Taylor

Puritan Board Post-Graduate
My wife, who obviously respects me, doesn’t believe I meet the qualifications considering how long I’ve been a Christian.
This is very significant. Our church has recently been through the process of training, approving, and installing ruling elders. One gentleman, after the process, spoke with the session, and they all mutually agreed that he should not pursue office at this time. The reason? His wife was not fully on board, not because she thought he wasn't qualified, but because she believed the family was not ready for this life change. This gentleman is a middle-aged man who has been a Presbyterian his entire life. He is eminently godly and well-versed in the Scriptures, and is highly respected by the church. He would make an excellent elder, but our session strongly believed that not having the wife on board was a big deal. He agreed (which, again, is a testament to his humility and godliness).
 

Irenaeus

Puritan Board Freshman
@Ethan, if you're in doubt, then that is your answer: wait and grow. The kingdom of God has not, to my knowledge, been harmed by people giving pause prior to taking on kingdom responsibilities.
 

iainduguid

Puritan Board Junior
Wait does not necessarily mean "do nothing." If you and your church decide that that is the wisest course for now, there is nothing to stop them mentoring you with an eye to the future. You could perhaps attend some Session meetings as an observer, accompany the pastor or elders on home visits, read and discuss good books with your pastor, start (or continue) teaching Sunday school classes, etc. These things would grow you in your faith, whether or not you end up as an elder, aid in the process of discernment, and equip you if in the providence of God you do end up as an elder.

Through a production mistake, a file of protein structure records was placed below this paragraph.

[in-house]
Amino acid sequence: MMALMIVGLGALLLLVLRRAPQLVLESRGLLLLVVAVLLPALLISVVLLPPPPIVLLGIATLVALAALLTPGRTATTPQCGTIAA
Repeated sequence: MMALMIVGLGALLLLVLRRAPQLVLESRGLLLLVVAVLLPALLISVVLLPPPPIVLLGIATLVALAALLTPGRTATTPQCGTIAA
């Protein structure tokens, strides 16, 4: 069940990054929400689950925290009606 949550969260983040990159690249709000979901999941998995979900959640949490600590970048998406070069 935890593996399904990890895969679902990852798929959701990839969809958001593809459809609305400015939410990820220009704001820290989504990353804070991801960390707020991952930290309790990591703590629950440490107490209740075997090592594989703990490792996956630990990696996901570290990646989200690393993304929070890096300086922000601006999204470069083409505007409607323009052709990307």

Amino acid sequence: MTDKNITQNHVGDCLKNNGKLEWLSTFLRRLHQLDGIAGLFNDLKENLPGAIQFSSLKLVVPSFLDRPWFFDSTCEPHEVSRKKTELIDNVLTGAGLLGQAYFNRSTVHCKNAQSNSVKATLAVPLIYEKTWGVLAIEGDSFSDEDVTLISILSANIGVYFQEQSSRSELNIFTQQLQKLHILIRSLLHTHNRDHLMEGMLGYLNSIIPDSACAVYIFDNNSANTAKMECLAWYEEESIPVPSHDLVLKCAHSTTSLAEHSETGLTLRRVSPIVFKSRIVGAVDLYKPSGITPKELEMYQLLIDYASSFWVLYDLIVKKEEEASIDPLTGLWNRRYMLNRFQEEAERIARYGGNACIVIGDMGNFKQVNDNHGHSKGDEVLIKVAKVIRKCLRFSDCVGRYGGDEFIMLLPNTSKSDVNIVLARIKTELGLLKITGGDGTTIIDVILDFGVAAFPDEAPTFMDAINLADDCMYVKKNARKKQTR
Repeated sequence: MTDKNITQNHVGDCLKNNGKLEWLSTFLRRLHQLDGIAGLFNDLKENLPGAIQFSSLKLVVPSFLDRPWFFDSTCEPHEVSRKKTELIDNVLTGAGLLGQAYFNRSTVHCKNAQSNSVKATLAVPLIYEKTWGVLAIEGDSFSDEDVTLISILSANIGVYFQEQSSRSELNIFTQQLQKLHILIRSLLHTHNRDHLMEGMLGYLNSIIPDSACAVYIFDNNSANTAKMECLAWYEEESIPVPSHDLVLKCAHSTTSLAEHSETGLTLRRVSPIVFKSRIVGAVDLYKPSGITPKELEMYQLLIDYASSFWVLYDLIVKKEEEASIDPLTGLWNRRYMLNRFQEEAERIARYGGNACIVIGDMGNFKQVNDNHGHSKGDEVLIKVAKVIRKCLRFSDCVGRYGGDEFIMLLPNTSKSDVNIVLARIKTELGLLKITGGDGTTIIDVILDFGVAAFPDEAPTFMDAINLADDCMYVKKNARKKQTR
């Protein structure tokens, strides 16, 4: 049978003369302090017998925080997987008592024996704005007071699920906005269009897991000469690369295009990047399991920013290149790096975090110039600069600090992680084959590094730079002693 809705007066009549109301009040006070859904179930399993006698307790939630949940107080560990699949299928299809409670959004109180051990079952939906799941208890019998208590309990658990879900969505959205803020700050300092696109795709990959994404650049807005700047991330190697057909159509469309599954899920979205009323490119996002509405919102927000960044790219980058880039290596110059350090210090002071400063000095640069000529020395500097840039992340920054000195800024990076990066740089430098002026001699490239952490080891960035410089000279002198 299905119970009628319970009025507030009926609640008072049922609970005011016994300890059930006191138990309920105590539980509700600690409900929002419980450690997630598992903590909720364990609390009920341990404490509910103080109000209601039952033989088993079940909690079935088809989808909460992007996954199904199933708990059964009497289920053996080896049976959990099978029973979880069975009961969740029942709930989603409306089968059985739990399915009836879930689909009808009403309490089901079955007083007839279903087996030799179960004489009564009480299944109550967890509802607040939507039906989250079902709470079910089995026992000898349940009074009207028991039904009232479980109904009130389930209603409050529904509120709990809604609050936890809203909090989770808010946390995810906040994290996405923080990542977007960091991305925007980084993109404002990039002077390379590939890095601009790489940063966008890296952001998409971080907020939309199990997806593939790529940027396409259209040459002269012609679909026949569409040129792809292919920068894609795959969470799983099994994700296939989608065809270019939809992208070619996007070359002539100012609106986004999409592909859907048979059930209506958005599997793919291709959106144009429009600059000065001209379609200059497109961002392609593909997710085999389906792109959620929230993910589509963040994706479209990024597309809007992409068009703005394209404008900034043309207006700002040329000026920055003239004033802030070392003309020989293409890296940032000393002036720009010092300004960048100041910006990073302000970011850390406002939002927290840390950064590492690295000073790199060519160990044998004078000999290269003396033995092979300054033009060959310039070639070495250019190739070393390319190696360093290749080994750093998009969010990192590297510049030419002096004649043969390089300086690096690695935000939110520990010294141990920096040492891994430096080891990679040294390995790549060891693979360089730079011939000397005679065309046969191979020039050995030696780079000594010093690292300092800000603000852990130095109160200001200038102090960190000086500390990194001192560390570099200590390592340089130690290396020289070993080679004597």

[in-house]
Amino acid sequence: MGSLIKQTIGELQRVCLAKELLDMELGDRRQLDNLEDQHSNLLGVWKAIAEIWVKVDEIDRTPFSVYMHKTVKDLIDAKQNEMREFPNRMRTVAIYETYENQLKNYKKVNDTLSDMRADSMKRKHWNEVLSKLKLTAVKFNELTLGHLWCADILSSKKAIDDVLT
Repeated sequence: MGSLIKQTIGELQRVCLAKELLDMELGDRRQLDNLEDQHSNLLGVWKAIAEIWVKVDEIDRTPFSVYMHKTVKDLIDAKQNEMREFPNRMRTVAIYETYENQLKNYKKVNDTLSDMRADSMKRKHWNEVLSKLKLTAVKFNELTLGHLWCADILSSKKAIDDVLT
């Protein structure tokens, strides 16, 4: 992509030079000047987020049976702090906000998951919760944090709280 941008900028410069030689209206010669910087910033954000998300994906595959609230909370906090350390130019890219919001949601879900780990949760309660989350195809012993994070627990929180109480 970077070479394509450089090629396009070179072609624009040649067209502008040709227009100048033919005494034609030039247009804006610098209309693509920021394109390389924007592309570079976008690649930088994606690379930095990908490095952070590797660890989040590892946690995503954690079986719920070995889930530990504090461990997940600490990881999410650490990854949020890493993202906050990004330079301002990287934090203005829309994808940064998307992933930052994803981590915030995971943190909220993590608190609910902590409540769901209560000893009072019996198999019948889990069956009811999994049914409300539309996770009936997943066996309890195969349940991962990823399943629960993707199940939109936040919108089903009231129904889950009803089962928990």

TheInquirer

Puritan Board Sophomore
I didn't realize you were speaking of yourself. I would take your wife's assessment as wisdom from the Lord. Rejoice that you have a ministry at the church that you can grow and develop and enjoy in the process. Dr. Duguid's counsel is very wise and I affirm his recommendations. Wait and grow. Let your current ministry further refine and test you.

Eldership can be quite a burden depending on your congregation and what is going on. Adding that extra potential weight on top of your recent family changes as well as being young can be too much. Sometimes the burden is light and joyful. At other times it can absolutely shake you to your core. Trials can seem to come out of nowhere when everything "seems" to be going OK. The more you give your heart to the church the more potential there is for pain and suffering. You get to see the very best of what God is doing in the church (and beyond) but you also get an upfront view of the destructive nature of sin and when permitted, Satan's ferocity in attacking the church. Infighting and disunity with other leaders can be particularly painful. Criticism can be devestating - especially when you are serving in a volunteer capacity with your spare time and sacrificing in ways almost no one understands.